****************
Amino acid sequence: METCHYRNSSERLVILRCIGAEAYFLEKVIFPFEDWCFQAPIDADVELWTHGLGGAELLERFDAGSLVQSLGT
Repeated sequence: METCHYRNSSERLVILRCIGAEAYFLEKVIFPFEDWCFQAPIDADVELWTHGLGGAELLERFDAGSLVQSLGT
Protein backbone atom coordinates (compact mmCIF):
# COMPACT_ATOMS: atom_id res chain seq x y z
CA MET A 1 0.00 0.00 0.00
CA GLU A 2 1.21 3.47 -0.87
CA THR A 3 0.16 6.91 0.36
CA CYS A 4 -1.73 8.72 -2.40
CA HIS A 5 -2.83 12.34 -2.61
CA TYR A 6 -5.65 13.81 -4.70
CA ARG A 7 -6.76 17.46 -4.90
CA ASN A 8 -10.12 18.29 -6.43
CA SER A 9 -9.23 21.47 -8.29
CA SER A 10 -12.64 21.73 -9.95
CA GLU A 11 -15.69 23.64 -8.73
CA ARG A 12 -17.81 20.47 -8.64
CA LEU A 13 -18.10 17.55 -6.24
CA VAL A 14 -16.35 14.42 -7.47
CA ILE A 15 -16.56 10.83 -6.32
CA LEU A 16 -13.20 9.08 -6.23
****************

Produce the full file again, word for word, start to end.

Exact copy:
Amino acid sequence: METCHYRNSSERLVILRCIGAEAYFLEKVIFPFEDWCFQAPIDADVELWTHGLGGAELLERFDAGSLVQSLGT
Repeated sequence: METCHYRNSSERLVILRCIGAEAYFLEKVIFPFEDWCFQAPIDADVELWTHGLGGAELLERFDAGSLVQSLGT
Protein backbone atom coordinates (compact mmCIF):
# COMPACT_ATOMS: atom_id res chain seq x y z
CA MET A 1 0.00 0.00 0.00
CA GLU A 2 1.21 3.47 -0.87
CA THR A 3 0.16 6.91 0.36
CA CYS A 4 -1.73 8.72 -2.40
CA HIS A 5 -2.83 12.34 -2.61
CA TYR A 6 -5.65 13.81 -4.70
CA ARG A 7 -6.76 17.46 -4.90
CA ASN A 8 -10.12 18.29 -6.43
CA SER A 9 -9.23 21.47 -8.29
CA SER A 10 -12.64 21.73 -9.95
CA GLU A 11 -15.69 23.64 -8.73
CA ARG A 12 -17.81 20.47 -8.64
CA LEU A 13 -18.10 17.55 -6.24
CA VAL A 14 -16.35 14.42 -7.47
CA ILE A 15 -16.56 10.83 -6.32
CA LEU A 16 -13.20 9.08 -6.23